Opinion: Fight Alzheimer’s rise in Georgia

Credit: Dean Rohrer/NewsArt

Credit: Dean Rohrer/NewsArt

The Alzheimer’s Association this week released its annual look at the prevalence, risk, mortality and economic impact of Alzheimer’s disease and other dementias. To me, as CEO of the Georgia chapter of the Alzheimer’s Association, the 2015 Alzheimer’s Disease Facts and Figures report was not a huge surprise. I know well that more than 5.3 million persons in the United States are living with Alzheimer’s, and that every 67 seconds, someone is diagnosed. The trajectory of the disease is climbing at a rapid pace, and experts are calling it a global epidemic.

But what stopped me in my tracks was that for the first time, Georgia has moved up to a Tier I position as one of 10 states projected to be most impacted by Alzheimer’s disease during the next decade. In the next 10 years, the percentage of people aged 65 or older living with Alzheimer’s in Georgia will rise 46.2 percent, to 190,000 persons. This will have enormous health, safety and economic implications for our state.

The increase is fueled by Georgia’s growing senior population. By 2025, the population aged 65 and older in Georgia will increase 43 percent to 1.9 million ; it will rise 56 percent, to 958,849, in the 20-county metro Atlanta region, according to the Atlanta Regional Commission.

Among the major factors in this growth, ARC notes, are the aging of baby boomers – the largest generation ever in the U.S. – followed by the aging of Generation X, both large demographic populations in the Atlanta area, as well as the number of people aging in place in Georgia. Also, baby boomers who moved to Florida are coming back to Georgia because of lower costs.

And we cannot forget people are living longer because of the medical advancements with major diseases.

The good news is more people, particularly 65 and older, are surviving cancer and heart disease. The bad news? They are now at risk for Alzheimer’s.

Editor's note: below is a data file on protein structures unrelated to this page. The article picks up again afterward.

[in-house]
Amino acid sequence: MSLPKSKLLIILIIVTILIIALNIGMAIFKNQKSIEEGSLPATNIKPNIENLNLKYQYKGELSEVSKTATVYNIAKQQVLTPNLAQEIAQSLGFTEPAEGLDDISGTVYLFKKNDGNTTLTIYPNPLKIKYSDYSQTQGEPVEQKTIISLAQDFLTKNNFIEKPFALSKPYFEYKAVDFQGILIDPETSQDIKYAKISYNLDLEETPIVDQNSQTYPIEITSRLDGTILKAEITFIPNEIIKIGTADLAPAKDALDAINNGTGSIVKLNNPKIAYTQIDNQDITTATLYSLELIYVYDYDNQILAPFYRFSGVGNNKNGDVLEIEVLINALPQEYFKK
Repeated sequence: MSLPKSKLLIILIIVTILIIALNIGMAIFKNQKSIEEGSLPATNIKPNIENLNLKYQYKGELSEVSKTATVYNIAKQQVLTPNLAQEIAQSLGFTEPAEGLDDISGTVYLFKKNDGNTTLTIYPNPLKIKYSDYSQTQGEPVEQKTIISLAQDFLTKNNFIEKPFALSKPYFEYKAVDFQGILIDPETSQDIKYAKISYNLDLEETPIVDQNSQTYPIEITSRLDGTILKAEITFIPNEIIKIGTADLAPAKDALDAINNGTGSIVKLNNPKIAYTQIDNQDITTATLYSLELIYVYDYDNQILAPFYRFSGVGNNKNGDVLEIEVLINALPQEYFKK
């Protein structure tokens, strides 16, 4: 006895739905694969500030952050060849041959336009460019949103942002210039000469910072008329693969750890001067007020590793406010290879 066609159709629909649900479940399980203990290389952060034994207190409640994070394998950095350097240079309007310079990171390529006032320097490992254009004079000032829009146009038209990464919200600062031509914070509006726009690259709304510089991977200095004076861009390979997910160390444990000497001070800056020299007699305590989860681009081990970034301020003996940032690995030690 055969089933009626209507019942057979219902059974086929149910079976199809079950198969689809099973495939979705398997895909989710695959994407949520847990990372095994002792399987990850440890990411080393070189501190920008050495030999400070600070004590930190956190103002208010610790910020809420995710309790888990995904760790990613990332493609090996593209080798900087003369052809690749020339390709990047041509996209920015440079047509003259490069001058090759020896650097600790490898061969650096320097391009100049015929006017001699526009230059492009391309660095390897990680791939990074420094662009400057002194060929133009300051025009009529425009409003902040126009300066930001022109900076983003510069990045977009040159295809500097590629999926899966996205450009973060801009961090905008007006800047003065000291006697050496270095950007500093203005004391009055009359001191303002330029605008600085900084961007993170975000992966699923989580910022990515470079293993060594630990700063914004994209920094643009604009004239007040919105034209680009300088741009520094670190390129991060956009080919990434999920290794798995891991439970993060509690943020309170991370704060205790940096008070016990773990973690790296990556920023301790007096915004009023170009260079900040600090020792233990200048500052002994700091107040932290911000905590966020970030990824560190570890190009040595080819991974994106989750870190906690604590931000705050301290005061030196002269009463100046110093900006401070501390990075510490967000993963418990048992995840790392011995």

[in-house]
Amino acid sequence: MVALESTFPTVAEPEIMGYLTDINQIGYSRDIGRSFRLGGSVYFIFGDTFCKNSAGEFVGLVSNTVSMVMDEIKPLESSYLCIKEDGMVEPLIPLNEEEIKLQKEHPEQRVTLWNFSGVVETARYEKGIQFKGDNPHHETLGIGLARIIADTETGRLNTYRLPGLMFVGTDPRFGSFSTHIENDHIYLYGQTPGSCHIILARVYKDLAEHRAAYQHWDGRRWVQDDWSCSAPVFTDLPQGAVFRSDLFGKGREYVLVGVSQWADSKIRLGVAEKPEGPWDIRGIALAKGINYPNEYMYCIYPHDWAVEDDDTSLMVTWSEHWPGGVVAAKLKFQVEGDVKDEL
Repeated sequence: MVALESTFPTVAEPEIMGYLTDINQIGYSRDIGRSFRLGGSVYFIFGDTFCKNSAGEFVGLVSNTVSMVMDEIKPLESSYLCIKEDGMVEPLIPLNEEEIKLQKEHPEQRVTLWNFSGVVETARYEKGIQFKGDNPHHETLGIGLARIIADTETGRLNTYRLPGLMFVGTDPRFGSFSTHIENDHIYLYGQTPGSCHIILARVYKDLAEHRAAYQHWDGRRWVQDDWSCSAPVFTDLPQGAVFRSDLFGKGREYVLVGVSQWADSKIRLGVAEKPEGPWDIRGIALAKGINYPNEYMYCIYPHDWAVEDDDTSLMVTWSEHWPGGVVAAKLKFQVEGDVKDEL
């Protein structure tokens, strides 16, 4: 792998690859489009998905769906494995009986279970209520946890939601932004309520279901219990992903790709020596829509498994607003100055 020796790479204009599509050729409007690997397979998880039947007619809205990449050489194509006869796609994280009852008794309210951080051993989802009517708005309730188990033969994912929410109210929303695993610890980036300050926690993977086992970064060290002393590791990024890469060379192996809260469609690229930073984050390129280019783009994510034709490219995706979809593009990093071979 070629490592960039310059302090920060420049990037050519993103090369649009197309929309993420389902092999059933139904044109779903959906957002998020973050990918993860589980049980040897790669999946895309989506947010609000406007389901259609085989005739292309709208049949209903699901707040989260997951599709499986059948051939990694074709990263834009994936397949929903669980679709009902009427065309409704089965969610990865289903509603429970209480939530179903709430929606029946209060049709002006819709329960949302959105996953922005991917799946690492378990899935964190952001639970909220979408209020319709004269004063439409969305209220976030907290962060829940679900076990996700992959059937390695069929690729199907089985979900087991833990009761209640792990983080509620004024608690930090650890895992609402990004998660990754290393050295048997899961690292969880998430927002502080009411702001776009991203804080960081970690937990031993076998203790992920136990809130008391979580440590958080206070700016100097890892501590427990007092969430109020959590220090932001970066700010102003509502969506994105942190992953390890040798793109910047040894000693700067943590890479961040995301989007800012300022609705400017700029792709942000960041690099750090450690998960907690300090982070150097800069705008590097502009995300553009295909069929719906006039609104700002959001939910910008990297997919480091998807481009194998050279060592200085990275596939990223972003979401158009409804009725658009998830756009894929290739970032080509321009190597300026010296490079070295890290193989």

Currently, one in every three seniors has Alzheimer’s disease. Alzheimer’s kills more people than breast and prostate cancer combined. If you are a woman, the statistics are worse. Two-thirds of all people with Alzheimer’s are women. We are at the epicenter. Not only are we being diagnosed with the disease, we are now caregivers for those with the disease.

The 2015 Alzheimer’s Disease Facts and Figures estimates there were more than 500,000 Alzheimer’s and dementia caregivers in Georgia last year, providing 576 million hours of unpaid care valued at $7.015 billion. The physical toll of caregiving was reflected in the $251 million in higher health care costs of Georgia caregivers last year.

There is also the economic impact: Alzheimer’s Association surveys show 54 percent of Alzheimer’s and dementia caregivers had to go in late to work or leave work early; 15 percent had to take a leave of absence; 13 percent had to go from working full time to part time, and 9 percent had to give up working entirely.

Though Alzheimer’s disease statistics for Georgia are unsettling, our state is not taking this lying down. Last year, Gov. Nathan Deal signed into law Georgia’s first Alzheimer’s and Related Dementias State Plan. The Alzheimer’s Association/Georgia chapter played a major role in its passage. The plan will improve the services, safety, treatment, housing and public education for people with Alzheimer’s and other forms of dementia.

Our organization also advocated for a statewide Alzheimer’s Disease Registry that has been created to generate new data for research and planning. And we worked for passage this year of a bill to move the state Division of Aging Services to a new Adult and Aging Services agency attached to the Department of Community Health, which will improve services and funding.

The Alzheimer’s Association/Georgia chapter also has embarked on a three-year strategic growth plan to increase awareness and the number of persons we serve by 50 percent. Studies have consistently shown active management of Alzheimer’s and other dementias can improve quality of life for persons diagnosed and their caregivers through all stages of the disease. That’s where the Alzheimer’s Association can help through its educational programs and services.

We will not stop until there is an end to Alzheimer’s disease. But we cannot get there alone. We ask Georgians to join the fight. Write your congressman and ask for support of more federal funding for Alzheimer’s research. Or donate time or money to our chapter so we can continue to help Georgians diagnosed with the disease and their caregivers. We want to do as much as we can, as fast as we can, to end this devastating disease and ensure the care and support of all who need it.